Roland’s SH-101 Plug-out for AIRA SYSTEM-1, Premiering Thursday in UK?

If you’ve seen a review of Roland’s AIRA SYSTEM-1 synth – the keyboard and final member of the original AIRA quartet introduced earlier this year – it’s probably premature. Word from Roland is that the SYSTEM-1 is still not quite finished. We’ve played it in an earlier form at Musikmesse. But at that point, firmware was still not done, and the synth model was the onboard default for the SYSTEM-1. You can hear Roland’s AIRA component modeling applied to a synth, and indeed, the SYSTEM-1 itself is straight out of the box a new, if fairly conventional, synthesizer. Part of …

READ MORE →
K2

Pianoteq 5 Improves Piano Modeling, Without Eating Up Your Hard Drive

If you want a fake piano, you can have a fake piano. You can have increasingly-good models and samples in hardware, but you can really get a fake piano on your computer. You can buy entire hard drives just to store the gigabytes of samples. You can load massive instances of Kontakt with different recorded sounds for every note, every articulation. You can have new pianos, old pianos, countless Steinway samples. You can even have a ridiculously-tall upright. Or, you can have Pianoteq. Whereas others gobble hard drive space, Pianoteq uses sophisticated modeling techniques that skip the samples, meaning it …

READ MORE →

Inside the Dub Machines, Analog Modeling Delays, Reverbs with a Twist, in Max for Live

Can an echo of the old still bring something new? Dub Machines, an Ableton Live pack of delay Devices, is both a painstaking set of digital models of analog delays and a chance to open those old techniques to new possibilities. And its unique flavor is in no small measure thanks to its creators. We got to talk to Matt Jackson (Ableton) about this new endeavor and how it came about – and some of the stories inside its creation, including the involvement of one of our favorite machine music makers, TM404. First, though, about those machines. Developer Surreal Machines …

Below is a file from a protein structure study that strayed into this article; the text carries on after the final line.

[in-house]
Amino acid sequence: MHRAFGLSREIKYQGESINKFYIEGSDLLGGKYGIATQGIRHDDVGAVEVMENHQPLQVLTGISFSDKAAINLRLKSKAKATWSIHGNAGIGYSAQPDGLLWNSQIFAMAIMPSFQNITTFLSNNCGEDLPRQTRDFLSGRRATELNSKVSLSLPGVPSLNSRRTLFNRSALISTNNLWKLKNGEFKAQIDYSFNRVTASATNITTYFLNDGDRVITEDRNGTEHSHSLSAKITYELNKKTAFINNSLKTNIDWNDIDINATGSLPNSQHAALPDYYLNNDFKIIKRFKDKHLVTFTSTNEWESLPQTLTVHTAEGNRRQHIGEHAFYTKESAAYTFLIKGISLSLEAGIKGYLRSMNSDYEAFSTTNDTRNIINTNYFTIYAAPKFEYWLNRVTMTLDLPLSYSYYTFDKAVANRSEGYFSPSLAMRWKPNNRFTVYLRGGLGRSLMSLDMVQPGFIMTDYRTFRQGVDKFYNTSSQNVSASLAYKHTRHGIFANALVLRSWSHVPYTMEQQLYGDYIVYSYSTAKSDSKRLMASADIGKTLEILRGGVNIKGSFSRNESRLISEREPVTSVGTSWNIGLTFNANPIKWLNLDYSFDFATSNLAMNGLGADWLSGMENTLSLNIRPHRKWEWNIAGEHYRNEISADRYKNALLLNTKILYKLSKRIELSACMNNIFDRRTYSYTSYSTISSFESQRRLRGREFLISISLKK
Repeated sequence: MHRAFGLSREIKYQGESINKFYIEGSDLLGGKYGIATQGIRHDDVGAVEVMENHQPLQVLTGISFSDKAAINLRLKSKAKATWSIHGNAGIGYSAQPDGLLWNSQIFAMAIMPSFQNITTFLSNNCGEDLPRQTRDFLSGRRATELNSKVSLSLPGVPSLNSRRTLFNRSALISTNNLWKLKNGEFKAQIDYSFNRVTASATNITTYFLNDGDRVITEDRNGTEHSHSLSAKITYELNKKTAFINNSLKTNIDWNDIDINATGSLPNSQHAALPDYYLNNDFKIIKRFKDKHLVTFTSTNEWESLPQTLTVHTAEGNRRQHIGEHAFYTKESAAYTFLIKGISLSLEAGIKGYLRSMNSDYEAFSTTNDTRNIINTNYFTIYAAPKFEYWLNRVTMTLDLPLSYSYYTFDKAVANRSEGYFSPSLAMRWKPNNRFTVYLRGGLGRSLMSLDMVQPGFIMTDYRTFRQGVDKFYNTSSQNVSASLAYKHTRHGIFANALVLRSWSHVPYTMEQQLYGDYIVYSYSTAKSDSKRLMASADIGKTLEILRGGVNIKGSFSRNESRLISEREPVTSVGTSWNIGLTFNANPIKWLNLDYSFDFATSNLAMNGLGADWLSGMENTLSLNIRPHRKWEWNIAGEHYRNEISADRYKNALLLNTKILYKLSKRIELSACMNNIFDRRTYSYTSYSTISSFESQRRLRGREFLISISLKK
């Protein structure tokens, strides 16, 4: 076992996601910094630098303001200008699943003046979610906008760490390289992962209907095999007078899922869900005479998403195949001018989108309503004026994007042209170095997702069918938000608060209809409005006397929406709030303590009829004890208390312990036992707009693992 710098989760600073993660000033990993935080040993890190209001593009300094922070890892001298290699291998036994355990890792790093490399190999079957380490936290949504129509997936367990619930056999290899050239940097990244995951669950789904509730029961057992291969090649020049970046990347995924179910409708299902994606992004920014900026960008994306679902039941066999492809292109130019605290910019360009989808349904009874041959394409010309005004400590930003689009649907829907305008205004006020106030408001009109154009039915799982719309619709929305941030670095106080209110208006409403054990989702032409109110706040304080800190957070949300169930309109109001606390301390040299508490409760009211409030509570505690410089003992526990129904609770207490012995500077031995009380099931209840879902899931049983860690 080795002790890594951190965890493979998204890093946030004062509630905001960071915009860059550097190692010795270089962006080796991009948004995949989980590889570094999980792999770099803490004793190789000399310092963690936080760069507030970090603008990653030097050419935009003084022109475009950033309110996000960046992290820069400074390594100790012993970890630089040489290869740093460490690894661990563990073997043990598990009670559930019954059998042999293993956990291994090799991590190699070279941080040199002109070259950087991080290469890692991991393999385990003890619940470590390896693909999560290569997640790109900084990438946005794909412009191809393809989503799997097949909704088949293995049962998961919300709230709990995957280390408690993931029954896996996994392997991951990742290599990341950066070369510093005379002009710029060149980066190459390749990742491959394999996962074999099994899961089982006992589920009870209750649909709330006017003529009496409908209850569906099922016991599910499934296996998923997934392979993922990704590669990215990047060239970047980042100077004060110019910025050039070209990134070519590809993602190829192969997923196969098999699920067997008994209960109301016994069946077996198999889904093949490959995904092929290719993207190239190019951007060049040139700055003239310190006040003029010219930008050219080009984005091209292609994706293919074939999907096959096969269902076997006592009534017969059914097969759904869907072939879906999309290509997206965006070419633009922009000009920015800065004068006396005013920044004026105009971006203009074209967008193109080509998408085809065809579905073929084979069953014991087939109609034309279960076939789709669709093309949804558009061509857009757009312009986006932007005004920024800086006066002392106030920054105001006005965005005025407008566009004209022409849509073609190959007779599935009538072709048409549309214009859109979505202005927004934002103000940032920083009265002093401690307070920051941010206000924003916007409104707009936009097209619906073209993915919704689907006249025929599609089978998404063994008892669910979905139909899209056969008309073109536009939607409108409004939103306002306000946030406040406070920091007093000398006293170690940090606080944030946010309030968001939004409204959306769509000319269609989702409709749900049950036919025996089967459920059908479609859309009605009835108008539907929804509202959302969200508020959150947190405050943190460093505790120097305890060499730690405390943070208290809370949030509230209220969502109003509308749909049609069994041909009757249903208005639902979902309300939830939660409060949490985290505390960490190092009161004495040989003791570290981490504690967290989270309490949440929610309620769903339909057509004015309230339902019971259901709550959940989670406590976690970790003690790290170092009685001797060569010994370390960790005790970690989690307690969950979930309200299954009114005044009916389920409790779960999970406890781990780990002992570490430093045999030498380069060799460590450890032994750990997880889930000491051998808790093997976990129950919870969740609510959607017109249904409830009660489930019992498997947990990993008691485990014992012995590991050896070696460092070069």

READ MORE →

Five Musical Tech April Fools’ Jokes We Almost Wish Were Real

Like the proverbial Punxsutawney Phil on Groundhog Day, it seems that music tech writers this year saw their shadow and decided to stay in their hole rather than deal with the yearly deluge of fake news that arrives on April Fools’. That’s a shame. Because this year, a few ideas are preposterous enough that we wish they weren’t jokes. (Turning that fool into something real was something I proposed last year, too – and just heard we might see some fruits out of that. Stay tuned.) Emerson, Fake, and Palmer. Moog Music has a tradition of jests on the holiday, …

READ MORE →

Abbey Road at Home? Waves Emulates Double Tracking Made Famous by Beatles, $99 Sale

It all started in 1966 as a way to fake multiple takes – and it works pretty well for any vocals. And now, in one of the more ambitious emulation efforts undertaken recently, software engineers are hoping to recreate a sound you know quite well from artists like The Beatles. And oh, yeah, even if you don’t want to sound like Paul or John or George, this turns out to be a pretty easy way to double up vocal recordings. That is, if they’ve done a convincing emulation. Plug-in giant Waves Audio has partnered with Abbey Road Studios themselves, and …

READ MORE →

A Guitar Amp That Doubles as Home Speaker System: AMPLIFi, with Bluetooth and iOS Integration